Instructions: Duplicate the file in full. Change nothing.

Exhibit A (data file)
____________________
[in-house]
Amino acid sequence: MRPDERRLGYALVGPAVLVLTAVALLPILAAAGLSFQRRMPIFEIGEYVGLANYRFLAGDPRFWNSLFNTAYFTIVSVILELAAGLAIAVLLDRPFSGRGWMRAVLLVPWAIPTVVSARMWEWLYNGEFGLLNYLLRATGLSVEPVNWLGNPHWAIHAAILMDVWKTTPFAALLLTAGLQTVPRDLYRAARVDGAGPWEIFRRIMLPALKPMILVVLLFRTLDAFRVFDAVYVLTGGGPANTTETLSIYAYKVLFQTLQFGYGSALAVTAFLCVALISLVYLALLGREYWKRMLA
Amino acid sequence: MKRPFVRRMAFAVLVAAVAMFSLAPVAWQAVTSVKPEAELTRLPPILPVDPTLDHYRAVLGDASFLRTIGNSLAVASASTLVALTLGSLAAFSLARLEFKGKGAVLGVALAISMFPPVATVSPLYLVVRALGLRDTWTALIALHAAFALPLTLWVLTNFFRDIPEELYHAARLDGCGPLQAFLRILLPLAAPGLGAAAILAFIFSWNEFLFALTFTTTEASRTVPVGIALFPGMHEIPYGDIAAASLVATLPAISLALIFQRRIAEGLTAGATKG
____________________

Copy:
[in-house]
Amino acid sequence: MRPDERRLGYALVGPAVLVLTAVALLPILAAAGLSFQRRMPIFEIGEYVGLANYRFLAGDPRFWNSLFNTAYFTIVSVILELAAGLAIAVLLDRPFSGRGWMRAVLLVPWAIPTVVSARMWEWLYNGEFGLLNYLLRATGLSVEPVNWLGNPHWAIHAAILMDVWKTTPFAALLLTAGLQTVPRDLYRAARVDGAGPWEIFRRIMLPALKPMILVVLLFRTLDAFRVFDAVYVLTGGGPANTTETLSIYAYKVLFQTLQFGYGSALAVTAFLCVALISLVYLALLGREYWKRMLA
Amino acid sequence: MKRPFVRRMAFAVLVAAVAMFSLAPVAWQAVTSVKPEAELTRLPPILPVDPTLDHYRAVLGDASFLRTIGNSLAVASASTLVALTLGSLAAFSLARLEFKGKGAVLGVALAISMFPPVATVSPLYLVVRALGLRDTWTALIALHAAFALPLTLWVLTNFFRDIPEELYHAARLDGCGPLQAFLRILLPLAAPGLGAAAILAFIFSWNEFLFALTFTTTEASRTVPVGIALFPGMHEIPYGDIAAASLVATLPAISLALIFQRRIAEGLTAGATKG